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  • Equities Update: Techs Lead Lower [View article]
    There might be a lot of bears here on SA, but it doesn't mean we're wrong... SPX 100 day SMA breached for first time since April 2009!

    Check out this piece on how the China led rebound is running out of steam:
    Jan 29 02:28 AM | Likes Like |Link to Comment
  • Bernanke: Will He Stay or Will He Go? [View article]
    Obama now sees how it's sometimes difficult to talk to financial markets and I think he will be hesitant to hold Geitner's hand through the shadow in the valley of death without 'ol Ben carrying the torch a few yards ahead.

    Ben's a sure thing, because if he's gone the bottom will fall out and everyone (congress, Obama, Geitner, Blankfien, Dimon, etc.) knows it. Anything we see now is just a charade to give the popullist masses something to chew on while Obama raises taxes and tells us it's for the middle class.

    Take a break from the bs and get a true assesment of the market at
    Jan 25 09:12 PM | 2 Likes Like |Link to Comment
  • Existing Home Sales Decline: Much Ado About Nothing? [View article]
    Ohh Calafia Beach... how surprising
    Jan 25 08:22 PM | 1 Like Like |Link to Comment
  • Google Shares Dive Despite Earnings Beat [View article]
    I'd have to disagree with mysurgeon that this was a predictable miss. Google has been beating estimates and growing revenues through much of the economic downturn and this was a surprise to most.

    What is not surprising to me is that the CEO tried to mend over the strong stance made by Sergery Brin and Larry Page (co founders with majority voting power) in the conference call, making claims that Google still valued it's business in China. However Hu Jintao's government has been flexing muscles rather than resting them in recent months when it comes to direct competition with the U.S. and the recent hacks into U.S. firms by the Chinese are the first signs of Google pulling out. The MIT prodigy tag team have always ran the company with altruistic motto, "don't be evil", and I'd find it hard to believe that the majority voting rights between the two won't find at least a few things evil with-in the communist giant.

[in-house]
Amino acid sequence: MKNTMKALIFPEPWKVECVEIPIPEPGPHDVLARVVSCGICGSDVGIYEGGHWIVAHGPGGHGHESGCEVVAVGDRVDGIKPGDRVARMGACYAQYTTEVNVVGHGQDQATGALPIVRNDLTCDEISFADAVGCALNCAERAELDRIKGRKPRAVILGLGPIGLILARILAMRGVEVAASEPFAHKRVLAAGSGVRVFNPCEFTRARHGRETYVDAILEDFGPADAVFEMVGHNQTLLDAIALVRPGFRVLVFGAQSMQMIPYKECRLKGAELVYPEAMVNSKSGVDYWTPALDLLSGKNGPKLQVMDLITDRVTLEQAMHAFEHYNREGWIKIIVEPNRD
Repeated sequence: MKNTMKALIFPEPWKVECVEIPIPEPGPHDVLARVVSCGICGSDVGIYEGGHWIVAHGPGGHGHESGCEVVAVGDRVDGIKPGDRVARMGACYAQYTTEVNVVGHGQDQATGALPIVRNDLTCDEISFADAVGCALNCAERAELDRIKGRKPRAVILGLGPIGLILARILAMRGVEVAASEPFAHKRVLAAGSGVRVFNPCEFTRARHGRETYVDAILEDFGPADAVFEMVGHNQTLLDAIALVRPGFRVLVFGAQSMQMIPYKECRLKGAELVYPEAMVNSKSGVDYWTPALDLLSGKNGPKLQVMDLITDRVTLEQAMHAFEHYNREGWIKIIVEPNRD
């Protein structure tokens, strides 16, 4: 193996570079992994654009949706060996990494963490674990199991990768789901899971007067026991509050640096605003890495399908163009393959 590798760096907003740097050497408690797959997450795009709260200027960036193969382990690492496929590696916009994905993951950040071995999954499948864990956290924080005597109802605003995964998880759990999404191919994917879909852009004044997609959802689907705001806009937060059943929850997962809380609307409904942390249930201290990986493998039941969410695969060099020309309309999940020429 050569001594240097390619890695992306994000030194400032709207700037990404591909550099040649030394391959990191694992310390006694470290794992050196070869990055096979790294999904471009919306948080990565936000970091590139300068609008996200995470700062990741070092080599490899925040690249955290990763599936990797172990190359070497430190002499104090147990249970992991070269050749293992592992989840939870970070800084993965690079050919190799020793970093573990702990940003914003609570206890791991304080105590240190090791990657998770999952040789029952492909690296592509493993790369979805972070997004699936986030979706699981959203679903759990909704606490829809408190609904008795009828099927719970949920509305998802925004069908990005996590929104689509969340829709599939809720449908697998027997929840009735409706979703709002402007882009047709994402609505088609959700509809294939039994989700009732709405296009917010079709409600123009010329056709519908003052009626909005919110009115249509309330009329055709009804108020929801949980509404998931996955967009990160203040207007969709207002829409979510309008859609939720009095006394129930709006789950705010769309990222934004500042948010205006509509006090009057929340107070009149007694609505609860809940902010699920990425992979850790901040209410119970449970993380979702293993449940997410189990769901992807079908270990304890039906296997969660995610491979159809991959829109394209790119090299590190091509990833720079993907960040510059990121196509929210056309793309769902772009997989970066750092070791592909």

Check out for more macro analysis...
    Jan 21 11:22 PM | Likes Like |Link to Comment
  • Equities Update: Another Steep Drop [View article]
    It's the Windsun mentality that has markets at these frothy levels. Bears were wrong on the way up for not listening to the stubtle whispers of market technicals and bulls will be wrong for the same reaasons if they aren't careful on the way down.

    Take a look at the WTIC crude oil spot. It just broke through the 50 day sma at 77.50 after a pause at the level amid a bearish MACD cross and led has acted as a leading indicator of the SPX in recent months. Don't take these moves lightly.

    Get a professional trader's edge at
    Jan 21 10:20 PM | 1 Like Like |Link to Comment
  • Earnings Preview: Google [View article]
    GOOG will undoubtedly blow out estimates, but the firm is too expensive up here at these levels, even with increased profits. Online marketing is just too good to pass up in the current environment; targeted, cheap, efficient.
    Jan 21 08:32 AM | Likes Like |Link to Comment
  • Kraft: Cadbury Accepts Final Offer [View article]
    Too bad Kraft felt they needed to push the deal through... selling the pizza division at a discount to buy Cadbury at a premium doesn't make much sense. But don't take my word for it... Take it from Warren Buffet.
    Jan 21 08:30 AM | Likes Like |Link to Comment
  • Housing Starts vs. Skeptics [View article]
    No surprise here from Calafia Beach, more signs of recovery... It's nice to have that side of the argument from our friend's desk overlooking a beach in south Cali but it's tough to really take him seriously. Perhaps it's this type of manager whose clients believe the story and will never bring the money out of the game. Perhaps markets are moved more by an electoral system, where managers are trusted with making decisions for investors and thus strengthening the rigid nature of stable markets. Should we thank the recovery hawks for strengthening markets or shame them for pushing todays economic woes under the proverbial rug to fester and ferment for years?
    Jan 21 08:27 AM | 1 Like Like |Link to Comment
  • Scott Brown’s Upset Senate Election Victory and Healthcare ETFs [View article]
    He definitely seemed to be enjoying the limelight during his acceptance speech and dropped more than a few hints on how he planned to block the bill.
    Jan 21 08:05 AM | 1 Like Like |Link to Comment
  • Obama is set to announce new rules today limiting the size of banks and their proprietary trading in order to reduce excessive risk-taking. Supposedly the rules smack of Depression-era curbs, and could significantly harm big banks' bottom lines.  [View news story]
    Tax the banks and tell them to lend... something doesn't add up.
    Jan 21 07:36 AM | 2 Likes Like |Link to Comment
  • U.S. Banks to Face New Trading Restrictions [View article]
    Specific efforts to decrease risk taking by enacting specific constrictions on the activities within banks will not achieve their goal. Financial services firms in the United States are some of the most sophisticated, highly adaptable, and creative among all industries all over the world. As such, these restrictions on trading activities will only breed a new profit seeking endeavor and leave the entire industry littered with higher fees. Since most financial firms are horizontally diversified, the fees on trading activities will no doubt effect the cost of borrowing funds on everything from credit cards to home loans.